“I will receive and protect your wife,” said the duchess, solemnly, “and my family will not turn its back upon her; I give you my word.”
“Ah! Madame la duchesse,” cried Maxime, visibly touched, “if Monsieur le duc would also deign to treat me with some kindness, I promise you to make your plan succeed without its costing you very much. But,” he continued after a pause, “you must take upon yourself to follow my instructions. This is the last intrigue of my bachelor life; it must be all the better managed because it concerns a good action,” he added, smiling.
“Follow your instructions!” said the duchess. “Then I must appear in all this.”
“Ah! madame, I will not compromise you,” cried Maxime. “I esteem you too much to demand guarantees. I merely mean that you must follow my advice. For example, it will be necessary that du Guenic be taken away by his wife for at least two years; she must show him Switzerland, Italy, Germany — in short, all possible countries.”
“Ah! you confirm a fear of my director,” said the duchess, naively, remembering the judicious objection of the Abbe Brossette.
Maxime and d’Ajuda could not refrain from smiling at the idea of this agreement between heaven and hell.
“To prevent Madame de Rochefide from ever seeing Calyste again,” she continued, “we will all travel, Juste and his wife, Calyste, Sabine, and I. I will leave Clotilde with her father —”
“It is too soon to sing victory, madame,” said Maxime. “I foresee enormous difficulties; though I shall no doubt vanquish them. Your esteem and your protection are rewards which would make me commit the vilest actions, but these will be —”
“The vilest actions!” cried the duchess, interrupting this modern condottiere, and showing on her countenance as much disgust as amazement.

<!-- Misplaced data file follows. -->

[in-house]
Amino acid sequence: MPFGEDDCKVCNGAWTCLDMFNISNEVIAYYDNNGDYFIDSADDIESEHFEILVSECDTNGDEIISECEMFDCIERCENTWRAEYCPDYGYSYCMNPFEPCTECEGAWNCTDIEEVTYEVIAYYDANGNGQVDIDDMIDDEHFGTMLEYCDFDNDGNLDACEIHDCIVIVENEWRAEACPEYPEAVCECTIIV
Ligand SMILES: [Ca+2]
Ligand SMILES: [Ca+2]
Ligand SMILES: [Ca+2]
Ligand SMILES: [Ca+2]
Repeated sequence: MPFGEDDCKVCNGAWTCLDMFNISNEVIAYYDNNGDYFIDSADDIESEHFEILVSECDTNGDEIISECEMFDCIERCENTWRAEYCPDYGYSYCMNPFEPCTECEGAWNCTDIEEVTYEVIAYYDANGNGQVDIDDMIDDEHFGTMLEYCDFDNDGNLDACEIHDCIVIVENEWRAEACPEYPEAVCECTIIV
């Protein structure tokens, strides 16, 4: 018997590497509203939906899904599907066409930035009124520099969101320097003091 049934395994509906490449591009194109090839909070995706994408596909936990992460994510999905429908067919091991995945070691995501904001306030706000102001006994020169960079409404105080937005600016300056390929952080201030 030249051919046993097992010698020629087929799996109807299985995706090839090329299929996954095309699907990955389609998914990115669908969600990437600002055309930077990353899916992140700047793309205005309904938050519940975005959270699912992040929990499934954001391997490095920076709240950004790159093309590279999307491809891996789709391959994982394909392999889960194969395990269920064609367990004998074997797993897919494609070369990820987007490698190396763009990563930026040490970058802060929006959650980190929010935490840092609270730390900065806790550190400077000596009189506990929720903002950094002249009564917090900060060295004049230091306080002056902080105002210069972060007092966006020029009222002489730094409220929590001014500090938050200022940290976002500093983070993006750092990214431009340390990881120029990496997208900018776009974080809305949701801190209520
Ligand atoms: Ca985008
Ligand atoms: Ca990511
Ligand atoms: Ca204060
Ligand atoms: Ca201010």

“And you would share them, madame, inasmuch as I am only your agent. But are you ignorant of the degree of blindness to which Madame de Rochefide has brought your son-inlaw? I know it from Canalis and Nathan, between whom she was hesitating when Calyste threw himself into the lioness’s jaws. Beatrix has contrived to persuade that serious Breton that she has never loved any one but him; that she is virtuous; that Conti was merely a sentimental head-love in which neither the heart nor the rest of it had any part — a musical love, in short! As for Rochefide, that was duty. So, you understand, she is virgin! — a fact she proves by forgetting her son, whom for more than a year she has not made the slightest attempt to see. The truth is, the little count will soon be twelve years old, and he finds in Madame Schontz a mother who is all the more a mother because maternity is, as you know, a passion with women of that sort. Du Guenic would let himself be cut in pieces, and would chop up his wife for Beatrix; and you think it is an easy matter to drag a man from the depths of such credulity! Ah! madame, Shakespeare’s Iago would lose all his handkerchiefs. People think that Othello, or his younger brother, Orosmanes, or Saint–Preux, Rene, Werther, and other lovers now in possession of fame, represented love! Never did their frosty-hearted fathers know what absolute love is; Moliere alone conceived it. Love, Madame la duchesse, is not loving a noble woman, a Clarissa — a great effort, faith! Love is to say to one’s self: ‘She whom I love is infamous; she deceives me, she will deceive me; she is an abandoned creature, she smells of the frying of hell-fire;’ but we rush to her, we find there the blue of heaven, the flowers of Paradise. That is how Moliere loved, and how we, scamps that we are! how we love. As for me, I weep at the great scene of Arnolphe. Now, that is how your son-inlaw loves Beatrix. I shall have trouble separating Rochefide from Madame Schontz; but Madame Schontz will no doubt lend herself to the plot; I shall study her interior. But as for Calyste and Beatrix, they will need the blows of an axe, far deeper treachery, and so base an infamy that your virtuous imagination could never descend to it — unless indeed your director gave you a hand. You have asked the impossible, you shall be obeyed. But in spite of my settled intention to war with fire and sword, I cannot absolutely promise you success. I have known lovers who did not recoil before the most awful disillusions. You are too virtuous to know the full power of women who are not virtuous.”